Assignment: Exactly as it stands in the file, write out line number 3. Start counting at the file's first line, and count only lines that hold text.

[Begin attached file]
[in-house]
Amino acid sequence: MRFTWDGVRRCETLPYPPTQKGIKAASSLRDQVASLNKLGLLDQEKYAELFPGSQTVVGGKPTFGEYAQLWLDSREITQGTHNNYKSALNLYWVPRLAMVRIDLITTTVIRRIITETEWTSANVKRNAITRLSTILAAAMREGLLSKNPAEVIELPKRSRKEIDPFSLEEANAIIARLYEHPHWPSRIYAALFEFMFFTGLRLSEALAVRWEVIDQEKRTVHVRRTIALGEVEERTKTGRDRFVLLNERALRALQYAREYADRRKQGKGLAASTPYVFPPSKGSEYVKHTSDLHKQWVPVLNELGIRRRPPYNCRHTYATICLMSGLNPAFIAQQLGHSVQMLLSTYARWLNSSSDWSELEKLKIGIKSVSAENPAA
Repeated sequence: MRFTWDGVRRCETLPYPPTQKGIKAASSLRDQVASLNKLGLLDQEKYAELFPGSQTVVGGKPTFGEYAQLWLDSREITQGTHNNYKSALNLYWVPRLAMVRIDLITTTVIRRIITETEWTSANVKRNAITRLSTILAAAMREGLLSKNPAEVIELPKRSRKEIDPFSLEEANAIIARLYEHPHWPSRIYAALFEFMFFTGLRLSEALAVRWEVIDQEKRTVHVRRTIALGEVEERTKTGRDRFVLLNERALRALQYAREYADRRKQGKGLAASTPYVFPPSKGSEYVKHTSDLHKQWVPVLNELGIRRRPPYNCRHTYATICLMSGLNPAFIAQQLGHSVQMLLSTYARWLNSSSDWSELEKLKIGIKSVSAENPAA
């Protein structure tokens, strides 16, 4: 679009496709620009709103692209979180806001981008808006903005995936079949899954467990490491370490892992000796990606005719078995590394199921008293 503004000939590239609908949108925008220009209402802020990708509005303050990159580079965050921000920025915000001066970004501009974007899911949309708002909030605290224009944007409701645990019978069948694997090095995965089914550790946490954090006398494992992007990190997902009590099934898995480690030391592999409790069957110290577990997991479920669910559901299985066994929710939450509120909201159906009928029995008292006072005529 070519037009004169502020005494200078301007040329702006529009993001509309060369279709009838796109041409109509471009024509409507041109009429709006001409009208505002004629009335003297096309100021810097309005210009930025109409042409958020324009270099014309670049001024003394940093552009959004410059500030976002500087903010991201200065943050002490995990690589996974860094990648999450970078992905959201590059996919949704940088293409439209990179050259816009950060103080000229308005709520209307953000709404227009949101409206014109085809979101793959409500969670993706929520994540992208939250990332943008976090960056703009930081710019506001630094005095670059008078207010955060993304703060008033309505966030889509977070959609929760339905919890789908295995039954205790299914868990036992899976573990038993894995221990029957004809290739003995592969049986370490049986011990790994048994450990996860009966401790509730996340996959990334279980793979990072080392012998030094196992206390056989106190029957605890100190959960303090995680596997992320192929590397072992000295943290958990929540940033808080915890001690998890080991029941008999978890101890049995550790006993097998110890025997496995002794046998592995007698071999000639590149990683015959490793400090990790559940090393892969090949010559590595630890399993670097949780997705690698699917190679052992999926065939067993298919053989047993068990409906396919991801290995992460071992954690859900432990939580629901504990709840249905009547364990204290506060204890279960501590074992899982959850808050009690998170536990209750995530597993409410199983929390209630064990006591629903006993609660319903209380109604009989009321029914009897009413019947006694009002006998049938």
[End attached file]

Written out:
Repeated sequence: MRFTWDGVRRCETLPYPPTQKGIKAASSLRDQVASLNKLGLLDQEKYAELFPGSQTVVGGKPTFGEYAQLWLDSREITQGTHNNYKSALNLYWVPRLAMVRIDLITTTVIRRIITETEWTSANVKRNAITRLSTILAAAMREGLLSKNPAEVIELPKRSRKEIDPFSLEEANAIIARLYEHPHWPSRIYAALFEFMFFTGLRLSEALAVRWEVIDQEKRTVHVRRTIALGEVEERTKTGRDRFVLLNERALRALQYAREYADRRKQGKGLAASTPYVFPPSKGSEYVKHTSDLHKQWVPVLNELGIRRRPPYNCRHTYATICLMSGLNPAFIAQQLGHSVQMLLSTYARWLNSSSDWSELEKLKIGIKSVSAENPAA